While innovation initiatives are exciting and inspiring, they can spiral out of control without being intentional and careful. Start small: implementing a point solution that impacts a workflow is the first step to creating a replicable process. Document what went well and refine the process with further implementations until you can take on larger and more complex initiatives. 

Think of implementation in these phases

  1. Warmup/ pre-work
  2. Testing and rolled phase out
  3. Scale it
  4. Review and document

Warmup/ Pre-Work

Once you have identified a technology solution or process update you will implement, it is important to take your time with the setup. Agencies need to look at process updates like they do a new product release. You can not have false starts for the initiative to be successful. If you don't do the necessary pre-work and onboard correctly with new tools or processes, you’ll be stuck in a place where you have a sour first experience and don’t get utilization.

Onboarding needs to go  from top down, making everything crystal clear to your stakeholders how to use a new process or technology, why they are using it, and how to talk about it to clients. 

Testing and Rollout: 

Here’s another reminder to not try to reinvent the wheel right off the bat. You have a well  functioning business, so don’t roll out a new system in a way that could impede your business. Start with one department, or client and document feedback and results as you go. This feedback will inform iterations on the system that allow you to operationalize it. 

Scale it

Once your limited rollout has smoothed out, you can begin to look to other areas where you can apply the new system. Documentation and communication makes this phase easier. If the whole firm is excited about the efforts to innovate and are kept up to date on the progress, people within your firm will begin to identify the opportunity areas for scaling a new system as it relates to their jobs. 

Review and Documentation

Keeping tabs on feedback, testing, metrics and progress with new innovation efforts is key to refining your process, identifying new opportunity areas and scaling innovation through your organization. Track what went well and refine the process until you can take on larger and more complex initiatives.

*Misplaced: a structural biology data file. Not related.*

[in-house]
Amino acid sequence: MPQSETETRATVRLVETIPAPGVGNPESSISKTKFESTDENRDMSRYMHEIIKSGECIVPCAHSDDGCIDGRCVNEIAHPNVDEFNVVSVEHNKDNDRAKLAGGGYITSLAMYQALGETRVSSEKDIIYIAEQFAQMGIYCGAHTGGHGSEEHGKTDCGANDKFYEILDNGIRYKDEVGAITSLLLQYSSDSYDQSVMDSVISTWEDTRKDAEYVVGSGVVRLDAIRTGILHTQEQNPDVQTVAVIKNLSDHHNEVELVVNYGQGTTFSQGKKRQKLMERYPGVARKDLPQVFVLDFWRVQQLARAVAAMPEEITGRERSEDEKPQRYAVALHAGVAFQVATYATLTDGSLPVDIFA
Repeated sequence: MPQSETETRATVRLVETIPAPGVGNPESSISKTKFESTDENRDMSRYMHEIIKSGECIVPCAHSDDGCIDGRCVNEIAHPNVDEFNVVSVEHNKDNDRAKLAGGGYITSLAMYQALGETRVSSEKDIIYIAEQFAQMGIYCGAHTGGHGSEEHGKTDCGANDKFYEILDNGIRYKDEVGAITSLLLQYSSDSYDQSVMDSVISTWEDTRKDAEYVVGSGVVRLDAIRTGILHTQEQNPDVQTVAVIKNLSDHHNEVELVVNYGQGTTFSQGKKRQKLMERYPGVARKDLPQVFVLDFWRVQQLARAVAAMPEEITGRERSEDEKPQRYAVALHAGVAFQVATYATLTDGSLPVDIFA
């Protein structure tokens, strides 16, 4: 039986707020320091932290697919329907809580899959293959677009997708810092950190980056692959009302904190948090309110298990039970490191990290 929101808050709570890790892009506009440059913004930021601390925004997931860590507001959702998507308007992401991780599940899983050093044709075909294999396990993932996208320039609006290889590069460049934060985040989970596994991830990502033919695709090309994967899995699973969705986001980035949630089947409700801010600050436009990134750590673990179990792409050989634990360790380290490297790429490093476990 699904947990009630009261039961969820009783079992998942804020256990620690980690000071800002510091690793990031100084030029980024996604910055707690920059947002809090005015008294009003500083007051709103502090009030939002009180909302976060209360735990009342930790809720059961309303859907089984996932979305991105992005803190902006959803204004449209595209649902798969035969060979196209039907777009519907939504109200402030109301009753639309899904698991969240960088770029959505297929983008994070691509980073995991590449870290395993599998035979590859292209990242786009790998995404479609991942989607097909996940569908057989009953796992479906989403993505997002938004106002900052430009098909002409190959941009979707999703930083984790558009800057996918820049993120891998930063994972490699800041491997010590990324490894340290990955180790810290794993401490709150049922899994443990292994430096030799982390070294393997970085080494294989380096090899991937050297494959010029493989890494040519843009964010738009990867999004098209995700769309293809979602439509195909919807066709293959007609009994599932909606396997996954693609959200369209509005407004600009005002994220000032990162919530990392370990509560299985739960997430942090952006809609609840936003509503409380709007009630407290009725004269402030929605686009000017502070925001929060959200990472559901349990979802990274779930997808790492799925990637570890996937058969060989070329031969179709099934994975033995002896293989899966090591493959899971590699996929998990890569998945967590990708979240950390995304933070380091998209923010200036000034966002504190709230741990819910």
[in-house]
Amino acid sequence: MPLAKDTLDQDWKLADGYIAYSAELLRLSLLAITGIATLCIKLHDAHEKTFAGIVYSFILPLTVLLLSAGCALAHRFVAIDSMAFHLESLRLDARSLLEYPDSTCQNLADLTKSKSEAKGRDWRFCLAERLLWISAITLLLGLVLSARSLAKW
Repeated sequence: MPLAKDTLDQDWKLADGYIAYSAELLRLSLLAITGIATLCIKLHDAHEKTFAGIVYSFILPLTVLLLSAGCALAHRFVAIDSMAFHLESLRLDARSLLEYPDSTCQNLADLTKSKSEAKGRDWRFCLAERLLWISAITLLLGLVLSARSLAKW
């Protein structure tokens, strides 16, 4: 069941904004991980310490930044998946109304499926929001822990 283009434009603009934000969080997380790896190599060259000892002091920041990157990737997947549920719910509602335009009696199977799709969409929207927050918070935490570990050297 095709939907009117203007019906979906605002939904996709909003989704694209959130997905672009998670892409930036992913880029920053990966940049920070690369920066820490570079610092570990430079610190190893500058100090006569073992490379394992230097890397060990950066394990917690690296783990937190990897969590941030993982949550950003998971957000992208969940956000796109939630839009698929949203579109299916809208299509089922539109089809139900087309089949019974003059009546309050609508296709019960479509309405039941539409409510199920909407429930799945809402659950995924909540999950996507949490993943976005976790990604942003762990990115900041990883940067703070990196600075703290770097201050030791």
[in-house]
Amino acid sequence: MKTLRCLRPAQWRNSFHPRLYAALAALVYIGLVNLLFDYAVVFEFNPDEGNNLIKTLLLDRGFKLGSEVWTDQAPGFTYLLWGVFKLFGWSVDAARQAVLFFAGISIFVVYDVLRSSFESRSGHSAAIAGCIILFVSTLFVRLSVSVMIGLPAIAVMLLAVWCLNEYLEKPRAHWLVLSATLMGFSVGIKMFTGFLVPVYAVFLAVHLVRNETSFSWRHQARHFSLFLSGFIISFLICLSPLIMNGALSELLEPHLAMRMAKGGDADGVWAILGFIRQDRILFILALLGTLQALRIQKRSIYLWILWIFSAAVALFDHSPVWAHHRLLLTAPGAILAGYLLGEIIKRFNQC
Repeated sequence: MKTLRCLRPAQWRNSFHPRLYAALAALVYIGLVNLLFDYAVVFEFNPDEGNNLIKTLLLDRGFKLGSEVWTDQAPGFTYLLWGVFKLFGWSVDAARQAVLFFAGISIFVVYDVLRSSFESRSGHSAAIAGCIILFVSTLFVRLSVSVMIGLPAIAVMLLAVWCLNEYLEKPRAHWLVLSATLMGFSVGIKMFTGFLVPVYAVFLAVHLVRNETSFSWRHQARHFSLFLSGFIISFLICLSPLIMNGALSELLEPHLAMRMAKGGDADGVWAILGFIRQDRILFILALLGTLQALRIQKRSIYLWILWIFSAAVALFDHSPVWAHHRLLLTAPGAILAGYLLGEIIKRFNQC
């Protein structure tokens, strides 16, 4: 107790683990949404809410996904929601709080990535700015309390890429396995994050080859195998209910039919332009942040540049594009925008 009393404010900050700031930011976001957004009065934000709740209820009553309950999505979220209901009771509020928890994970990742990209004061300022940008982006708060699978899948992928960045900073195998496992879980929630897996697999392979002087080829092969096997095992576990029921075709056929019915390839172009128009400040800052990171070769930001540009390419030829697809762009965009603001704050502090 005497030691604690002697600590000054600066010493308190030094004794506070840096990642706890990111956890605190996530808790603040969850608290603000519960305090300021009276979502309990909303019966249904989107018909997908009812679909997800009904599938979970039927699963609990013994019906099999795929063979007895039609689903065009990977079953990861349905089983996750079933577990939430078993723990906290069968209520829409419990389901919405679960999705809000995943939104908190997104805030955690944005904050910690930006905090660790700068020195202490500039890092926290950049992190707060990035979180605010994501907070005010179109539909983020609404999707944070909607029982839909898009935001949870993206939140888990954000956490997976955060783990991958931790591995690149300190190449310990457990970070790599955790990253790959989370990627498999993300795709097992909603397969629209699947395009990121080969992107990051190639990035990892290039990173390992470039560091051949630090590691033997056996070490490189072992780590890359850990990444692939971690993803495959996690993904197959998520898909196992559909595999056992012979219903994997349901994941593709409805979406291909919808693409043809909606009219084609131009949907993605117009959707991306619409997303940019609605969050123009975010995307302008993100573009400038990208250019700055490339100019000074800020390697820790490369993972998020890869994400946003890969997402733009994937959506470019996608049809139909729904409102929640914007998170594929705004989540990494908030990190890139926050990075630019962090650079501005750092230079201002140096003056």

The moment you have success stories surrounding your innovation efforts and you have the mechanisms in your firm to spread those stories, that's where you really begin to see innovative thinking spreading like wildfire in your firm. As you document these projects and findings, you very well may find other parts of the organization can pull on this experience and apply it to their own projects. Not only does this create a more innovative and empowered team, but it builds excitement and confidence.

Tips for the road: getting started and sustaining innovation.

  • Identify individuals in business units that make sense to get involved. Look for individuals who like the idea of innovating, have positive attitudes, and are able to mobilize their teams.
  • Have process readiness and documentation. Do the prep work, set your KPIs, diligently plan your testing & rollout and spend the necessary time onboarding.
  • Think hard about the firm’s CIO role. A lot of agencies bump IT managers up to CIO, but sometimes they are used to antiquated systems, are defensive of their past work, or don't even want the role. Having an outsider come in who knows how to leverage data and coordinate digital transformations can be a huge advantage. 

Want to learn more? You can listen to the full interview here